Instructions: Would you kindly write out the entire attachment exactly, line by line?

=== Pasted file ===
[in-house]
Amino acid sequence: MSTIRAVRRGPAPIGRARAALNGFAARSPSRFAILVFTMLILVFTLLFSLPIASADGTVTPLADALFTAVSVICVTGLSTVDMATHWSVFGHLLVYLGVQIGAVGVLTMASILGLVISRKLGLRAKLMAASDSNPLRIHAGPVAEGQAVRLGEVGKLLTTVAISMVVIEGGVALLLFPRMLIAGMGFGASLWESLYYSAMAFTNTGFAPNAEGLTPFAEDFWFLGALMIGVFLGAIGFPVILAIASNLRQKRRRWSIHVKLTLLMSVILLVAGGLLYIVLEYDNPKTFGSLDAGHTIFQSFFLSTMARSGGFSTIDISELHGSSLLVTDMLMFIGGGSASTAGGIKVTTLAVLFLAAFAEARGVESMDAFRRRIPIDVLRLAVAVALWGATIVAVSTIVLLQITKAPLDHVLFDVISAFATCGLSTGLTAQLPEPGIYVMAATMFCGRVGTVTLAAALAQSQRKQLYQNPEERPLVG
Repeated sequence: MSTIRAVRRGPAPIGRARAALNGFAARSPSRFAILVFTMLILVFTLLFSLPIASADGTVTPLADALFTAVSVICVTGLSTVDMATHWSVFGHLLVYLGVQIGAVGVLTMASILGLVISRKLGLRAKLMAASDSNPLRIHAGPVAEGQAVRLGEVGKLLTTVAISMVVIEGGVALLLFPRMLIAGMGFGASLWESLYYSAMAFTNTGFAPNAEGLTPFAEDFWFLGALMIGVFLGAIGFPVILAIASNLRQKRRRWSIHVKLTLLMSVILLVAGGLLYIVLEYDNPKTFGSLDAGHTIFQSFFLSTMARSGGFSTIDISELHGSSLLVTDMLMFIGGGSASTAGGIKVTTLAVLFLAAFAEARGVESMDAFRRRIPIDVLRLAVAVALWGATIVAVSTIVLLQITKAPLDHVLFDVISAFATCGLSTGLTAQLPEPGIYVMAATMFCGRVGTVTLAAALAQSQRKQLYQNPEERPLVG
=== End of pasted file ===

[in-house]
Amino acid sequence: MSTIRAVRRGPAPIGRARAALNGFAARSPSRFAILVFTMLILVFTLLFSLPIASADGTVTPLADALFTAVSVICVTGLSTVDMATHWSVFGHLLVYLGVQIGAVGVLTMASILGLVISRKLGLRAKLMAASDSNPLRIHAGPVAEGQAVRLGEVGKLLTTVAISMVVIEGGVALLLFPRMLIAGMGFGASLWESLYYSAMAFTNTGFAPNAEGLTPFAEDFWFLGALMIGVFLGAIGFPVILAIASNLRQKRRRWSIHVKLTLLMSVILLVAGGLLYIVLEYDNPKTFGSLDAGHTIFQSFFLSTMARSGGFSTIDISELHGSSLLVTDMLMFIGGGSASTAGGIKVTTLAVLFLAAFAEARGVESMDAFRRRIPIDVLRLAVAVALWGATIVAVSTIVLLQITKAPLDHVLFDVISAFATCGLSTGLTAQLPEPGIYVMAATMFCGRVGTVTLAAALAQSQRKQLYQNPEERPLVG
Repeated sequence: MSTIRAVRRGPAPIGRARAALNGFAARSPSRFAILVFTMLILVFTLLFSLPIASADGTVTPLADALFTAVSVICVTGLSTVDMATHWSVFGHLLVYLGVQIGAVGVLTMASILGLVISRKLGLRAKLMAASDSNPLRIHAGPVAEGQAVRLGEVGKLLTTVAISMVVIEGGVALLLFPRMLIAGMGFGASLWESLYYSAMAFTNTGFAPNAEGLTPFAEDFWFLGALMIGVFLGAIGFPVILAIASNLRQKRRRWSIHVKLTLLMSVILLVAGGLLYIVLEYDNPKTFGSLDAGHTIFQSFFLSTMARSGGFSTIDISELHGSSLLVTDMLMFIGGGSASTAGGIKVTTLAVLFLAAFAEARGVESMDAFRRRIPIDVLRLAVAVALWGATIVAVSTIVLLQITKAPLDHVLFDVISAFATCGLSTGLTAQLPEPGIYVMAATMFCGRVGTVTLAAALAQSQRKQLYQNPEERPLVG